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Nutrition For Immune Health: What Does the Evidence Tell Us?

When considering the workings of the immune system, humility is required. It's fascinating, but also extremely elaborate, complex and filled with unknowns. There are a multitude of ways in which it can be activated, and several ways it can be supported.

The internet contains an abundance of information and advice on how to boost your immunity, a lot of which is based on dubious, minimal or non-existent evidence. It's also worth noting the error in semantics- we don't want to be 'boosting' our immune system. An activated immune system is a good thing if responding to a virus or ailment, but not something we want to induce or encourage long-term. If our immune system is boosted, we simultaneously induce processes such as inflammation, which can cause damage long-term. An overactive immune system is also a key factor in autoimmune diseases, where sufferers are actually desperate to downplay their immune response.

Immunology has been at the forefront of discussion during the covid-19 pandemic, with misinformation rife as a result. The dangerous and persistent flaws in reasoning perpetuated by people who suddenly fancy themselves as immunologists (thanks to the university of Youtube) are a significant threat to public health. One quick, easy way to detect a charlatan in this area is to ask them to explain the intricacies of the immune system. You could start by showing them a diagram such as this, and asking them to explain it to you:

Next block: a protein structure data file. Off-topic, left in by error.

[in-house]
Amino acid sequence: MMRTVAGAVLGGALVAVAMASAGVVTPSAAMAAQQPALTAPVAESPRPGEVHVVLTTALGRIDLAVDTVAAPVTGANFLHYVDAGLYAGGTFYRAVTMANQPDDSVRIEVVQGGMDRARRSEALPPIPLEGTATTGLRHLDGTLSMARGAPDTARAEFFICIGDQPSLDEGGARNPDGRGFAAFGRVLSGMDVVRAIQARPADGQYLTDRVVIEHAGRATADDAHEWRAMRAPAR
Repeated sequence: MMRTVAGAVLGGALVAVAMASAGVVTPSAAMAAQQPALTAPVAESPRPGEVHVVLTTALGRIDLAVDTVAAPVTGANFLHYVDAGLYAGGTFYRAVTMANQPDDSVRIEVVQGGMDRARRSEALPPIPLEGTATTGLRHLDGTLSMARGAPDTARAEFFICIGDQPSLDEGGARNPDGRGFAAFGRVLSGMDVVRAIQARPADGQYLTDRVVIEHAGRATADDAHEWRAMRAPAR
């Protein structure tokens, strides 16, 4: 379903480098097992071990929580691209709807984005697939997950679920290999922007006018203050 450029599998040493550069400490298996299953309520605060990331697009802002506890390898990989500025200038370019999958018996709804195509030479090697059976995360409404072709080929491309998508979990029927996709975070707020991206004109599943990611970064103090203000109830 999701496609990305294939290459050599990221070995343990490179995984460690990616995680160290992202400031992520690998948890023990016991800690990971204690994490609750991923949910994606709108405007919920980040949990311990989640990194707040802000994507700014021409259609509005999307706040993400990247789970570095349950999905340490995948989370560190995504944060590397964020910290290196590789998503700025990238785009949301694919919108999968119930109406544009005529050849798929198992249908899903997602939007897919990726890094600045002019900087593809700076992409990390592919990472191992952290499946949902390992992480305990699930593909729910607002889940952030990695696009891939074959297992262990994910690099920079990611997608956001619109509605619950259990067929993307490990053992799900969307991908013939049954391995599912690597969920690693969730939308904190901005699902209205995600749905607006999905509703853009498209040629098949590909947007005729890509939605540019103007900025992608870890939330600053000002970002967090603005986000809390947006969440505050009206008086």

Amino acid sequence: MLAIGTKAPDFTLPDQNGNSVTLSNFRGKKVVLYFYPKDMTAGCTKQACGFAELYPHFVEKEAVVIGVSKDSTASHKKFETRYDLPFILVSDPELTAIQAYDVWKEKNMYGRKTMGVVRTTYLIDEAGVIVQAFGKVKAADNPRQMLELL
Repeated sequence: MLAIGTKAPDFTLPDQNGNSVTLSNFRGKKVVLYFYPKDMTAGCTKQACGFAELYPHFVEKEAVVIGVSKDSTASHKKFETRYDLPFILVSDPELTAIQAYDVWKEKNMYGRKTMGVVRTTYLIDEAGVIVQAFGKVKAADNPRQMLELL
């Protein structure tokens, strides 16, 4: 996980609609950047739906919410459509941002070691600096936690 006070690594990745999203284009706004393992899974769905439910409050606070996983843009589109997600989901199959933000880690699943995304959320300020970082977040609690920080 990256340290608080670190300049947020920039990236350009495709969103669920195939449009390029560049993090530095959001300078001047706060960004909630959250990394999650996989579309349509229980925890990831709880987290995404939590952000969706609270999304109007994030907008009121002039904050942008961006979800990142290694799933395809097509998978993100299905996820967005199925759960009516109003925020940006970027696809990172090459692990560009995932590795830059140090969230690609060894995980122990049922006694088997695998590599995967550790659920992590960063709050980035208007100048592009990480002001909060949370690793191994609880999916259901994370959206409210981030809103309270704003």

And if they can't, you could point out that this diagram only covers the basics.

Moving on.


So, how can we support immunity?

Let's be clear, there is not one set of rules or recommendations that unequivocally protect every individual. But, maintaining overall good health through diet and lifestyle, alongside some potentially (but not bulletproof) forms of supplementation may assist our ability to fight off or cope with infections.


Metabolites (an intermediate or end product of metabolism) from Omega 3 have multiple functions when it comes to regulating our immune system. They can influence signalling between cells; bossing around immune cells by telling them which ones need to be activated and which need to chill out, so that we get a healthy, helpful response to infections and not one that makes us more inflamed, infected, itchy, pus-filled, etc. Their ability to regulate and lower inflammation (we DO want a level of acute inflammation in our immune response) helps us to combat the risk of inflammation becoming chronic and long-term, which can damage your tissues and lead to serious disease.

Intake of 250mg of of EPA & DHA per day covers this. For fish-eaters, this is equivalent to 2-3 serves of oily fish per week. The best ones to go for are represented by the acronym SMASH, which stands for Salmon, Mackerel, Anchovies, Sardines and Herring. If, like me, the thought of eating/smelling/being within 5km of fish makes you want to barf your eyeballs out, you can easily supplement. Just check the contents to ensure you’re hitting an adequate amount, as many brands don’t quite cut it.